Mixins

Basics

Mixins are a flexible way to distribute reusable functionalities for Vue components. A mixin object can contain any component options. When a component uses a mixin, all options in the mixin will be “mixed” into the component’s own options.

Example:

// define a mixin object
var myMixin = {
created: function () {
this.hello()
},
methods: {
hello: function () {
console.log('hello from mixin!')
}
}
}
// define a component that uses this mixin
var Component = Vue.extend({
mixins: [myMixin]
})
var component = new Component() // -> "hello from mixin!"

Option Merging

When a mixin and the component itself contain overlapping options, they will be “merged” using appropriate strategies. For example, hook functions with the same name are merged into an array so that all of them will be called. In addition, mixin hooks will be called before the component’s own hooks:

var mixin = {
created: function () {
console.log('mixin hook called')
}
}
new Vue({
mixins: [mixin],
created: function () {
console.log('component hook called')
}
})
// -> "mixin hook called"
// -> "component hook called"

Options that expect object values, for example methods, components and directives, will be merged into the same object. The component’s options will take priority when there are conflicting keys in these objects:

var mixin = {
methods: {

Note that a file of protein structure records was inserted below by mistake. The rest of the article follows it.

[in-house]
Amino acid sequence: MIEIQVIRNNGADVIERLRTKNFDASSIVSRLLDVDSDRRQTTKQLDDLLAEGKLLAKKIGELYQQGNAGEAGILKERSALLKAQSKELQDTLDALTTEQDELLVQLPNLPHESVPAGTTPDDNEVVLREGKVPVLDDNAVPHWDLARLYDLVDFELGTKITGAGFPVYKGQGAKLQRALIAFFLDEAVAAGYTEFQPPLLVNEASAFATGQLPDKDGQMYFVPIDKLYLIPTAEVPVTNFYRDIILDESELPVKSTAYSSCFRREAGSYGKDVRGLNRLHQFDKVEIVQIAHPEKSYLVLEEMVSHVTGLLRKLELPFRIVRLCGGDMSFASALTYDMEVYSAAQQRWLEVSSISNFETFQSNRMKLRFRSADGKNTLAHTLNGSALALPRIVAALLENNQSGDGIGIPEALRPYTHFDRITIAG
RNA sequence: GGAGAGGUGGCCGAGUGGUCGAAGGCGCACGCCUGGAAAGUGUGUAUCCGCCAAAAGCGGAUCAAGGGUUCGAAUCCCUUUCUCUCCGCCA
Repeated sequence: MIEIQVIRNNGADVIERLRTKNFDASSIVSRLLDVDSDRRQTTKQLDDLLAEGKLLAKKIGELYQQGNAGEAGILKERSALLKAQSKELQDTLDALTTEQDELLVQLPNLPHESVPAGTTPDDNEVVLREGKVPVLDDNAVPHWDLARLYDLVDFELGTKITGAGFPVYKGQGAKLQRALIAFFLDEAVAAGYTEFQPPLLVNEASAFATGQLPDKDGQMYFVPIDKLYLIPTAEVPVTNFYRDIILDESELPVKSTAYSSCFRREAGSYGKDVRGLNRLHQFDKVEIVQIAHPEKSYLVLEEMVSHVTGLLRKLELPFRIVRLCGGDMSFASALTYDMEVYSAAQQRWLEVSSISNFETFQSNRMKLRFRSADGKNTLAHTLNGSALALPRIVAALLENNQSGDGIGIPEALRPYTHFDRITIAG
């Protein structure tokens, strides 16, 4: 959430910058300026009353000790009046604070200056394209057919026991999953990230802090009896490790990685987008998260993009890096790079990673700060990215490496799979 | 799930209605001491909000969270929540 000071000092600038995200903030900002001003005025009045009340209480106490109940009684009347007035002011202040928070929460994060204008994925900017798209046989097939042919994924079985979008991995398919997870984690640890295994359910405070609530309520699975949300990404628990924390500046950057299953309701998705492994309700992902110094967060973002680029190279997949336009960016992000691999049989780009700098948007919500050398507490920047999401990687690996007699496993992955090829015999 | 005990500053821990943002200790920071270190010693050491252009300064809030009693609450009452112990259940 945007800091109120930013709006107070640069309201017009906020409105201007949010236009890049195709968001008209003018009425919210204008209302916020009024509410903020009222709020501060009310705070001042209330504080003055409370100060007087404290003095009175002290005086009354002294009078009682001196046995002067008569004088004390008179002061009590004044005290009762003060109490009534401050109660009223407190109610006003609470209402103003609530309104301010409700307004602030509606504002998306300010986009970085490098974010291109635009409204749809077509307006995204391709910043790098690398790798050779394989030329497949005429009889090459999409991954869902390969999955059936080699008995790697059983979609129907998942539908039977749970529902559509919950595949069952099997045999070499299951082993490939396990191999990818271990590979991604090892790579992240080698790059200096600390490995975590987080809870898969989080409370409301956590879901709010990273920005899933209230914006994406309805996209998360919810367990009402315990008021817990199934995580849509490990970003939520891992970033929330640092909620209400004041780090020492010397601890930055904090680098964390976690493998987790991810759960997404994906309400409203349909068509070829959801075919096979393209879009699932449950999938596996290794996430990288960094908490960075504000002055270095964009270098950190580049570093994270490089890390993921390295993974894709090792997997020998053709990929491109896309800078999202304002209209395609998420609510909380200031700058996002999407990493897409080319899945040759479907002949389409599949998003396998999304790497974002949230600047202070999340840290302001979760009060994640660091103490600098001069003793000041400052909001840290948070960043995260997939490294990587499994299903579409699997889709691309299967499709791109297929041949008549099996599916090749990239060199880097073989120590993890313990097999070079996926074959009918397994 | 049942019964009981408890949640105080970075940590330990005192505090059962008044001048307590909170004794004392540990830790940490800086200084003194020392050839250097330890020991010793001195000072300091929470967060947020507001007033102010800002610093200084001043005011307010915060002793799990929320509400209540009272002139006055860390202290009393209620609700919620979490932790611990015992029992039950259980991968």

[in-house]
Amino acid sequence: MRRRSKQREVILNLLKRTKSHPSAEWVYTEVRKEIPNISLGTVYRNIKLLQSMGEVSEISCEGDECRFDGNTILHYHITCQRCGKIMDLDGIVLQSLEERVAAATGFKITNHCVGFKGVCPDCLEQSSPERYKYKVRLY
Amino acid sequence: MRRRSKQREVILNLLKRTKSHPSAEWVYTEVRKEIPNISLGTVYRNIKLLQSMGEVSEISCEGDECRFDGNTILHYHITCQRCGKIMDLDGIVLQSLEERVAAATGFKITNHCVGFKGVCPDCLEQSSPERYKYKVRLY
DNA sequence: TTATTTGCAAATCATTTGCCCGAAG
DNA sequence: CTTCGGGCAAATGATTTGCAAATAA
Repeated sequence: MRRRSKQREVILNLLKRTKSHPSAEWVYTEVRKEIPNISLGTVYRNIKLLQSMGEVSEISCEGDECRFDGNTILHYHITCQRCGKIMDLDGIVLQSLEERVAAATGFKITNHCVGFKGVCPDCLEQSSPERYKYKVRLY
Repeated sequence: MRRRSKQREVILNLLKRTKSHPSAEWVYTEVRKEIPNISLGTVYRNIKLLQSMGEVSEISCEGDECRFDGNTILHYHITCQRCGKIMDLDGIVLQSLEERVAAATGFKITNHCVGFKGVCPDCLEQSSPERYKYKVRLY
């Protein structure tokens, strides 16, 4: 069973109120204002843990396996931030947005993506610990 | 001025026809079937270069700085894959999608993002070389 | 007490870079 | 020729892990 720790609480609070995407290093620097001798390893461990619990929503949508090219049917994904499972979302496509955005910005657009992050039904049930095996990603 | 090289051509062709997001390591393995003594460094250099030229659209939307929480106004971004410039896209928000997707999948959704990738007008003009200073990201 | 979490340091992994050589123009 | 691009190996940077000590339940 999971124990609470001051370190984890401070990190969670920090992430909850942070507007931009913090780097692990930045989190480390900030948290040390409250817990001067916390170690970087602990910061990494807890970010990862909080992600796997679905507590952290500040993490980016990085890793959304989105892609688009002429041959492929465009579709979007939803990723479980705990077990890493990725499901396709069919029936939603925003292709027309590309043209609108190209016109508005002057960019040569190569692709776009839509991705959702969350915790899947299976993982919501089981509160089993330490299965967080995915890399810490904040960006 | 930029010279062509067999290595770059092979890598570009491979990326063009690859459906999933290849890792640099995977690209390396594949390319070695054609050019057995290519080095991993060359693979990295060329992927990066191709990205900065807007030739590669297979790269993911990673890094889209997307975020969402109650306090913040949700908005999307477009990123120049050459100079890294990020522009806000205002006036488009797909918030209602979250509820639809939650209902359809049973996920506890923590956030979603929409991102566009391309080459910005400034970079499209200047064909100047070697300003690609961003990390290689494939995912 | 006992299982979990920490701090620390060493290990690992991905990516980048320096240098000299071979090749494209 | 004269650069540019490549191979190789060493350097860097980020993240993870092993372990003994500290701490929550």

foo: function () {
console.log('foo')
},
conflicting: function () {
console.log('from mixin')
}
}
}
var vm = new Vue({
mixins: [mixin],
methods: {
bar: function () {
console.log('bar')
},
conflicting: function () {
console.log('from self')
}
}
})
vm.foo() // -> "foo"
vm.bar() // -> "bar"
vm.conflicting() // -> "from self"

Note that the same merge strategies are used in Vue.extend().

Global Mixin

You can also apply a mixin globally. Use caution! Once you apply a mixin globally, it will affect every Vue instance created afterwards. When used properly, this can be used to inject processing logic for custom options:

// inject a handler for `myOption` custom option
Vue.mixin({
created: function () {
var myOption = this.$options.myOption
if (myOption) {
console.log(myOption)
}
}
})
new Vue({
myOption: 'hello!'
})
// -> "hello!"

Use global mixins sparsely and carefully, because it affects every single Vue instance created, including third party components. In most cases, you should only use it for custom option handling like demonstrated in the example above. It’s also a good idea to ship them as Plugins to avoid duplicate application.

Custom Option Merge Strategies

When custom options are merged, they use the default strategy, which simply overwrites the existing value. If you want a custom option to be merged using custom logic, you need to attach a function to Vue.config.optionMergeStrategies:

Vue.config.optionMergeStrategies.myOption = function (toVal, fromVal) {
// return mergedVal
}

For most object-based options, you can simply use the same strategy used by methods:

var strategies = Vue.config.optionMergeStrategies
strategies.myOption = strategies.methods

A more advanced example can be found on Vuex‘s 1.x merging strategy:

const merge = Vue.config.optionMergeStrategies.computed
Vue.config.optionMergeStrategies.vuex = function (toVal, fromVal) {
if (!toVal) return fromVal
if (!fromVal) return toVal
return {
getters: merge(toVal.getters, fromVal.getters),
state: merge(toVal.state, fromVal.state),
actions: merge(toVal.actions, fromVal.actions)
}
}